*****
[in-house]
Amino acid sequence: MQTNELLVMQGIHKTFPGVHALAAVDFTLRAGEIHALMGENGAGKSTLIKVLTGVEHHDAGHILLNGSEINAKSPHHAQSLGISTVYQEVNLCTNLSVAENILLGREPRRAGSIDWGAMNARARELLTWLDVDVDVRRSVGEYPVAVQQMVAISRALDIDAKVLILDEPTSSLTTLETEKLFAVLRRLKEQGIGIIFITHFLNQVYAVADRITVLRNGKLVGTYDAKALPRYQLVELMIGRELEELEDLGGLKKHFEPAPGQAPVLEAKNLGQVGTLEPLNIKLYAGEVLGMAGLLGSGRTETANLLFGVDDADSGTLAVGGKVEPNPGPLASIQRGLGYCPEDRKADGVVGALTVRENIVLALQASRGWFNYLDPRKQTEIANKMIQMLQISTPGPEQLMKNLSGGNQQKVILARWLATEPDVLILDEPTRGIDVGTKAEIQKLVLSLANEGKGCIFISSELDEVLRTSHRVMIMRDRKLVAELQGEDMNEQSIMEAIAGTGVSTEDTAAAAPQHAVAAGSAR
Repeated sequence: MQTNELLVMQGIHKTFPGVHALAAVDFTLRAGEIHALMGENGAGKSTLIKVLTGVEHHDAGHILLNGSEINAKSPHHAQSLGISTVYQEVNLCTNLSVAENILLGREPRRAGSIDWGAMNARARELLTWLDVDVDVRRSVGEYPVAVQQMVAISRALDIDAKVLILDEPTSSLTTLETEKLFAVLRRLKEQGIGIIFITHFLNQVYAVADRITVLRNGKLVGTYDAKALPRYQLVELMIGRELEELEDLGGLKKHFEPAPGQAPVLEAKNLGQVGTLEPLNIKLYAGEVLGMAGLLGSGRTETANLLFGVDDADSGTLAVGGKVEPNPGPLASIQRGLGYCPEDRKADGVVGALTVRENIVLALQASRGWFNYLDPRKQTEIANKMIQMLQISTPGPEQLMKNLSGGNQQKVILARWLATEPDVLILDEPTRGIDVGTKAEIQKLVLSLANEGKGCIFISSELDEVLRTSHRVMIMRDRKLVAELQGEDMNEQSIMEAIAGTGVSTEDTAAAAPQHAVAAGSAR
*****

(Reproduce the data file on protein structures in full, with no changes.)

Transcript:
[in-house]
Amino acid sequence: MQTNELLVMQGIHKTFPGVHALAAVDFTLRAGEIHALMGENGAGKSTLIKVLTGVEHHDAGHILLNGSEINAKSPHHAQSLGISTVYQEVNLCTNLSVAENILLGREPRRAGSIDWGAMNARARELLTWLDVDVDVRRSVGEYPVAVQQMVAISRALDIDAKVLILDEPTSSLTTLETEKLFAVLRRLKEQGIGIIFITHFLNQVYAVADRITVLRNGKLVGTYDAKALPRYQLVELMIGRELEELEDLGGLKKHFEPAPGQAPVLEAKNLGQVGTLEPLNIKLYAGEVLGMAGLLGSGRTETANLLFGVDDADSGTLAVGGKVEPNPGPLASIQRGLGYCPEDRKADGVVGALTVRENIVLALQASRGWFNYLDPRKQTEIANKMIQMLQISTPGPEQLMKNLSGGNQQKVILARWLATEPDVLILDEPTRGIDVGTKAEIQKLVLSLANEGKGCIFISSELDEVLRTSHRVMIMRDRKLVAELQGEDMNEQSIMEAIAGTGVSTEDTAAAAPQHAVAAGSAR
Repeated sequence: MQTNELLVMQGIHKTFPGVHALAAVDFTLRAGEIHALMGENGAGKSTLIKVLTGVEHHDAGHILLNGSEINAKSPHHAQSLGISTVYQEVNLCTNLSVAENILLGREPRRAGSIDWGAMNARARELLTWLDVDVDVRRSVGEYPVAVQQMVAISRALDIDAKVLILDEPTSSLTTLETEKLFAVLRRLKEQGIGIIFITHFLNQVYAVADRITVLRNGKLVGTYDAKALPRYQLVELMIGRELEELEDLGGLKKHFEPAPGQAPVLEAKNLGQVGTLEPLNIKLYAGEVLGMAGLLGSGRTETANLLFGVDDADSGTLAVGGKVEPNPGPLASIQRGLGYCPEDRKADGVVGALTVRENIVLALQASRGWFNYLDPRKQTEIANKMIQMLQISTPGPEQLMKNLSGGNQQKVILARWLATEPDVLILDEPTRGIDVGTKAEIQKLVLSLANEGKGCIFISSELDEVLRTSHRVMIMRDRKLVAELQGEDMNEQSIMEAIAGTGVSTEDTAAAAPQHAVAAGSAR